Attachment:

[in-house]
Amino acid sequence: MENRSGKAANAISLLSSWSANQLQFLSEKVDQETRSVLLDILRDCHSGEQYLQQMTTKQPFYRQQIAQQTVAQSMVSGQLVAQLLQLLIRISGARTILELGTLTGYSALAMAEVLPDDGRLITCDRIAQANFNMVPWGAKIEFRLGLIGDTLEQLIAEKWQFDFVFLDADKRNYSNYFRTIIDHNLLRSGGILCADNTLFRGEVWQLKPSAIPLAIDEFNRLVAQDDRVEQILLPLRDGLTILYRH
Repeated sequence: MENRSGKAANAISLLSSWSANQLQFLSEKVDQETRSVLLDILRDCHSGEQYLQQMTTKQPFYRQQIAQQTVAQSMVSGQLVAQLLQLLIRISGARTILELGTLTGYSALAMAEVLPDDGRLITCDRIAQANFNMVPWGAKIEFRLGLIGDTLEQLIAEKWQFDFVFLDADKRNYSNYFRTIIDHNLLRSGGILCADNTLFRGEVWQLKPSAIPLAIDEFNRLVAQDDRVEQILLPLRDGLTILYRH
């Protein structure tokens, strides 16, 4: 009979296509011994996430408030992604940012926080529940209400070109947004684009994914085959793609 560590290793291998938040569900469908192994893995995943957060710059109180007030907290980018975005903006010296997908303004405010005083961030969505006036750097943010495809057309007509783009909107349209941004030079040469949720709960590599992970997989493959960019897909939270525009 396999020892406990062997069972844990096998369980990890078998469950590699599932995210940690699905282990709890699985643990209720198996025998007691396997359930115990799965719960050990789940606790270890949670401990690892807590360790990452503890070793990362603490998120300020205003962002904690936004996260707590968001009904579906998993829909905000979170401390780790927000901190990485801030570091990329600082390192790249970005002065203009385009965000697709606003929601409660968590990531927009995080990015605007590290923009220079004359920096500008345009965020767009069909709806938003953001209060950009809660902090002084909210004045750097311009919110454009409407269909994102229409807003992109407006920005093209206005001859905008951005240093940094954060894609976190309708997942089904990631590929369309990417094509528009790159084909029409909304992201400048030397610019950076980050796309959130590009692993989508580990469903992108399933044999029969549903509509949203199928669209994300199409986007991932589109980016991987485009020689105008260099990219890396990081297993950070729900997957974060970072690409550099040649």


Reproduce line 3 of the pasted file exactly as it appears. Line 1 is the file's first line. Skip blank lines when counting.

Repeated sequence: MENRSGKAANAISLLSSWSANQLQFLSEKVDQETRSVLLDILRDCHSGEQYLQQMTTKQPFYRQQIAQQTVAQSMVSGQLVAQLLQLLIRISGARTILELGTLTGYSALAMAEVLPDDGRLITCDRIAQANFNMVPWGAKIEFRLGLIGDTLEQLIAEKWQFDFVFLDADKRNYSNYFRTIIDHNLLRSGGILCADNTLFRGEVWQLKPSAIPLAIDEFNRLVAQDDRVEQILLPLRDGLTILYRH